Keeping IT workers satisfied 6 Years, 4 Months ago
There's an old saying that you can't please everyone. But if the results of a new study on U.S. worker job satisfaction carry any weight, it's getting harder and harder to please the masses.
According to a new study conducted by The Conference Board, only 45% of Americans are satisfied with their work, which represents the lowest levels in 22 years. The figure is down from 49% in 2008.
Workers who are 25 and younger expressed the most dissatisfaction, with 64% reporting that they're unhappy in their roles.
Among the reasons for dissatisfaction cited in the study:
-Fewer workers consider their jobs to be interesting.
-Incomes have not kept up with inflation.
-The rising cost of health insurance has cut into workers' take-home pay.
Many CIOs have been hard-pressed to offer their staff raises beyond 3%-to-4% for each of the past few years as corporate bean counters have forced cost-cutting across the enterprise. But savvy CIOs find other ways of keeping IT workers engaged during good times and bad. These techniques include:
-Job rotations, both within the IT organization and throughout the enterprise. Highly-valued IT workers are sometimes given rotational assignments to further develop their skills. This could include a multi-month stint in a new technical discipline or in a different role on a project team. In other cases, IT staffers are placed directly into a business unit to help them learn more about what makes that business tick and become more responsive IT partners.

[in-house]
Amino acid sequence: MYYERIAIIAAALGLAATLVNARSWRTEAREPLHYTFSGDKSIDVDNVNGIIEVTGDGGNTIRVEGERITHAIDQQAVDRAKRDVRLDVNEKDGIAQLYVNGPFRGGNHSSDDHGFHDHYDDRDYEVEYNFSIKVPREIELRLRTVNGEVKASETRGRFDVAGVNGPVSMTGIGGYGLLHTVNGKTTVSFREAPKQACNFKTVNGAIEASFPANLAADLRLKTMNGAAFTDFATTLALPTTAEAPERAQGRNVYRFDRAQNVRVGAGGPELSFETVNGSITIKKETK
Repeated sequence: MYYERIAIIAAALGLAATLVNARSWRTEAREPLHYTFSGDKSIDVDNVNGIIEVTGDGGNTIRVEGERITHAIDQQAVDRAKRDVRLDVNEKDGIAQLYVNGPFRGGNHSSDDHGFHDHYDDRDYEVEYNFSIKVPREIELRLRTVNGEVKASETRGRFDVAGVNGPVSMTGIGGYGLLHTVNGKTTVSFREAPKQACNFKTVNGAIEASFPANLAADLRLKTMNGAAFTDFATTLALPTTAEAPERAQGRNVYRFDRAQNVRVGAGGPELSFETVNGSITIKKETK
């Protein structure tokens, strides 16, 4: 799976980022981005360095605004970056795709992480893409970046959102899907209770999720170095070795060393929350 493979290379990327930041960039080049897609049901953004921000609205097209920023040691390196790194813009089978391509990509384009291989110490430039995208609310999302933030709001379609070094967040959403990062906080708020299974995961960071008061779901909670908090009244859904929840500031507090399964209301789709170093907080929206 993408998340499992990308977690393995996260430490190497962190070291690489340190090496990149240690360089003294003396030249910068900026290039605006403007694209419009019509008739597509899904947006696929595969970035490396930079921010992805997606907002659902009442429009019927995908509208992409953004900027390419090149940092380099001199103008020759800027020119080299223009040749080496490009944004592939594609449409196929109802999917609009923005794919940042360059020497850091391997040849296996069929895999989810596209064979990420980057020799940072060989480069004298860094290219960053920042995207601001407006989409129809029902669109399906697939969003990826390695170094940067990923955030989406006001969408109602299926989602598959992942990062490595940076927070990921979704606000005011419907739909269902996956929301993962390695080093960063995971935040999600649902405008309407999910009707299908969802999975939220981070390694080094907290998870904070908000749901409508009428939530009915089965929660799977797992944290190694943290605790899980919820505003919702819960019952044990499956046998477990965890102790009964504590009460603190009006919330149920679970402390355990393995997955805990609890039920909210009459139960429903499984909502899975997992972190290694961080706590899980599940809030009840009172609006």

-Stretch assignments, such as giving a junior IT staffer an opportunity to either lead or play a significant role in a project.
-Mentorships, where an IT staffer or manager is either mentored by a supervisor to expand their skills and knowledge or to be a mentor to a fellow colleague.
-Additional technical or managerial training, often available through vendor partners without creating a budget burden.
There are plenty of other techniques for keeping IT workers engaged and satisfied outside of additional compensation. What are the most useful approaches you've come across?
Re:Keeping IT workers satisfied 6 Years, 4 Months ago
Some of this is not really that surprising as who was the happiest when they were doing the junior work in their early twenties? The question is inspiration, its seems like many companies management still have yet to really inspire their employees and this just becomes harder in an environment where salary's and benefits are limited. The company that I worked for when I was 23 was great at inspiring the new people working for them and allowing them to see the influence that you had over the product (or service in my case).
Re:Keeping IT workers satisfied 5 Years, 11 Months ago
Another thing to keep in mind is that the report is about 2008-10; not the best time to look for a job. I know a number of people that stayed put and are waiting for the economy to pick up. I figure the average person stays at a job for about 2-4 years. Many people have not been able to switch jobs for the past 2 years now due to the crappy economy and lower pay. I would say that once the economy picks up a little, there will be lots of people changing jobs.
Re:Keeping IT workers satisfied 5 Years, 9 Months ago
It's also worth noting that gender may play a role. Men are more likely than women to be motivated by financial rewards and power, according to an analysis of people tested by Psychtest.com. Women were relatively more into maintaining a balanced lifestyle and improving the world.
Re:Keeping IT workers satisfied 5 Years, 8 Months ago
While I would say this is true, I have certainly seen a surge in the women I have worked with who are motivated by stability and money. Overall it does seem like these women reach a nice balance between getting what they are worth financially and getting the stability which is desired by many.